• When wind is insufficient, power is drawn from the utility grid.

Horizontal-Axis Wind Turbines

Horizontal models generally have 3 or 5-blade rotors mounted on horizontal shafts, similar to aircraft. They are similar to the large wind turbines that are becoming familiar sights in some countries and are used to feed energy to utility grids.

Recent design advances have resulted in blade shapes that reduce noise and vibration. Although there is some disagreement among manufacturers, HAWTs generally tend to have a higher efficiency of power output for wind speed than VAWTs. The minimum wind speed for the HAWTs researched for this article is 3.5m/s (8mph) compared to 4.5m/s (10mph) for a VAWT.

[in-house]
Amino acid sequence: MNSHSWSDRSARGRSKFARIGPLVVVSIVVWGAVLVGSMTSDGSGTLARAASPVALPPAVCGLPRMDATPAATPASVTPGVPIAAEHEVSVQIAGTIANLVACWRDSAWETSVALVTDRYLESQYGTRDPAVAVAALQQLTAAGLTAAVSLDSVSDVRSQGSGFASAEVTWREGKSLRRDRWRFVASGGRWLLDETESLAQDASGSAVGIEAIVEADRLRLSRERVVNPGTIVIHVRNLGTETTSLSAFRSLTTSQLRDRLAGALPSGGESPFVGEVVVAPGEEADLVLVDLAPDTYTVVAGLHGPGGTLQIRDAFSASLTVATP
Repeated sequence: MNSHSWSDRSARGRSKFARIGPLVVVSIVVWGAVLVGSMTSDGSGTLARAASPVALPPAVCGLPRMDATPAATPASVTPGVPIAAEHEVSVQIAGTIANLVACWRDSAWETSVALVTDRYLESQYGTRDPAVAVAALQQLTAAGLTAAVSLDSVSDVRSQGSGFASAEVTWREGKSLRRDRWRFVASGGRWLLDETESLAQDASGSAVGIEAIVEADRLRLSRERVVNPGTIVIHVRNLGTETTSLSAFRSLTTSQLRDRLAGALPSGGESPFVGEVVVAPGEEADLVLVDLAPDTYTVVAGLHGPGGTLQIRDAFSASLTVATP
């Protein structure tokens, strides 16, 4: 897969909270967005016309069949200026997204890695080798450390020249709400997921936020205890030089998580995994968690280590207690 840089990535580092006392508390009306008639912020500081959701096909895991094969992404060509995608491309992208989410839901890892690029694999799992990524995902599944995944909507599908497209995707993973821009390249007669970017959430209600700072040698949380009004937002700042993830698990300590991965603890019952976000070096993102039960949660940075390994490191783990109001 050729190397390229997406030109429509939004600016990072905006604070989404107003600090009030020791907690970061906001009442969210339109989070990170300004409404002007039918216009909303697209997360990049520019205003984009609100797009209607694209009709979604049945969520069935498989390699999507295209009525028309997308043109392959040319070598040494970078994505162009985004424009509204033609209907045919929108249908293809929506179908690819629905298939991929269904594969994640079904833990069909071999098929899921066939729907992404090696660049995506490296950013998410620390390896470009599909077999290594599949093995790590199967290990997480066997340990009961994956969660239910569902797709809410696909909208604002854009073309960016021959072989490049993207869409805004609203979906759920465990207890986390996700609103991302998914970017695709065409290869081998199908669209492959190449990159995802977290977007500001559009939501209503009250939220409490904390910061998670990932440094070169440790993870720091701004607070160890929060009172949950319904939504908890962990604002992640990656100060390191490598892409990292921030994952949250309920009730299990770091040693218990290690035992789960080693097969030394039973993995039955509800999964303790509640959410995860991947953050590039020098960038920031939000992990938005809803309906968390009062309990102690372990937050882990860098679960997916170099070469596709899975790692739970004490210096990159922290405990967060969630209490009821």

Vertical Axis Wind Turbines

VAWTs use different shaped blades. Early types had bow-shaped blades attached top and bottom to a shaft.

Some recently-developed VAWTs use S-shaped blades. One manufacturer has shaped the blades into a spiral. It is for battery-charging applications.

Another has three bow-shaped blades formed into a triple helix.

Because the VAWT shaft is vertical the gearing can all be at ground level. There is no need for the gearing at the top of a mast of most HAWTs to convert horizontal shaft rotation to a vertical shaft driving a generator at ground level. However, at least one manufacturer produces HAWTs that have no gearing.

A VAWT can be quieter. One manufacturer claims noise is 2 deciBels (dB) only 2 metres distant from its generator. HAWTs produce 35 dB to 50 dB; 35 dB is the sound level in a library, according to the Noise Abatement Society; 50 dB is the noise level in an office.